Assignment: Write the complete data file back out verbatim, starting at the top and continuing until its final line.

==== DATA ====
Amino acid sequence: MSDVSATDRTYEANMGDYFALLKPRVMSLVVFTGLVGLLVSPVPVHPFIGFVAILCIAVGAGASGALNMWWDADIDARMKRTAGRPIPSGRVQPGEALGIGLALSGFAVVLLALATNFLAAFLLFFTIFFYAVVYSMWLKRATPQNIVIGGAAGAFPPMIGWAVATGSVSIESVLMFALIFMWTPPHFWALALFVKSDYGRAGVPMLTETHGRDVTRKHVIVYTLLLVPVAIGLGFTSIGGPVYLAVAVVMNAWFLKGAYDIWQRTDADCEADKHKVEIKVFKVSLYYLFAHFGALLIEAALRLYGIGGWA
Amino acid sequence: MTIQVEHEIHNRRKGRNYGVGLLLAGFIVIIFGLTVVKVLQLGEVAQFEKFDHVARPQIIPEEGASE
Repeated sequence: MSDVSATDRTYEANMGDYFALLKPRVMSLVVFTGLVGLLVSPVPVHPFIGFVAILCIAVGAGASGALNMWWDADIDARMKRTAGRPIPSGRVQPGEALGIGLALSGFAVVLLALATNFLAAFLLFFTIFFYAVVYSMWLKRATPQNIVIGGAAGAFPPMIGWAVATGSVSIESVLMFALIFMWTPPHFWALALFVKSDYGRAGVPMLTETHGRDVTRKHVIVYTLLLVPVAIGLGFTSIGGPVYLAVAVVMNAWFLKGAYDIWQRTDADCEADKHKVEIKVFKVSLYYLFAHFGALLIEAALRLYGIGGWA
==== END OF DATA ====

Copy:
Amino acid sequence: MSDVSATDRTYEANMGDYFALLKPRVMSLVVFTGLVGLLVSPVPVHPFIGFVAILCIAVGAGASGALNMWWDADIDARMKRTAGRPIPSGRVQPGEALGIGLALSGFAVVLLALATNFLAAFLLFFTIFFYAVVYSMWLKRATPQNIVIGGAAGAFPPMIGWAVATGSVSIESVLMFALIFMWTPPHFWALALFVKSDYGRAGVPMLTETHGRDVTRKHVIVYTLLLVPVAIGLGFTSIGGPVYLAVAVVMNAWFLKGAYDIWQRTDADCEADKHKVEIKVFKVSLYYLFAHFGALLIEAALRLYGIGGWA
Amino acid sequence: MTIQVEHEIHNRRKGRNYGVGLLLAGFIVIIFGLTVVKVLQLGEVAQFEKFDHVARPQIIPEEGASE
Repeated sequence: MSDVSATDRTYEANMGDYFALLKPRVMSLVVFTGLVGLLVSPVPVHPFIGFVAILCIAVGAGASGALNMWWDADIDARMKRTAGRPIPSGRVQPGEALGIGLALSGFAVVLLALATNFLAAFLLFFTIFFYAVVYSMWLKRATPQNIVIGGAAGAFPPMIGWAVATGSVSIESVLMFALIFMWTPPHFWALALFVKSDYGRAGVPMLTETHGRDVTRKHVIVYTLLLVPVAIGLGFTSIGGPVYLAVAVVMNAWFLKGAYDIWQRTDADCEADKHKVEIKVFKVSLYYLFAHFGALLIEAALRLYGIGGWA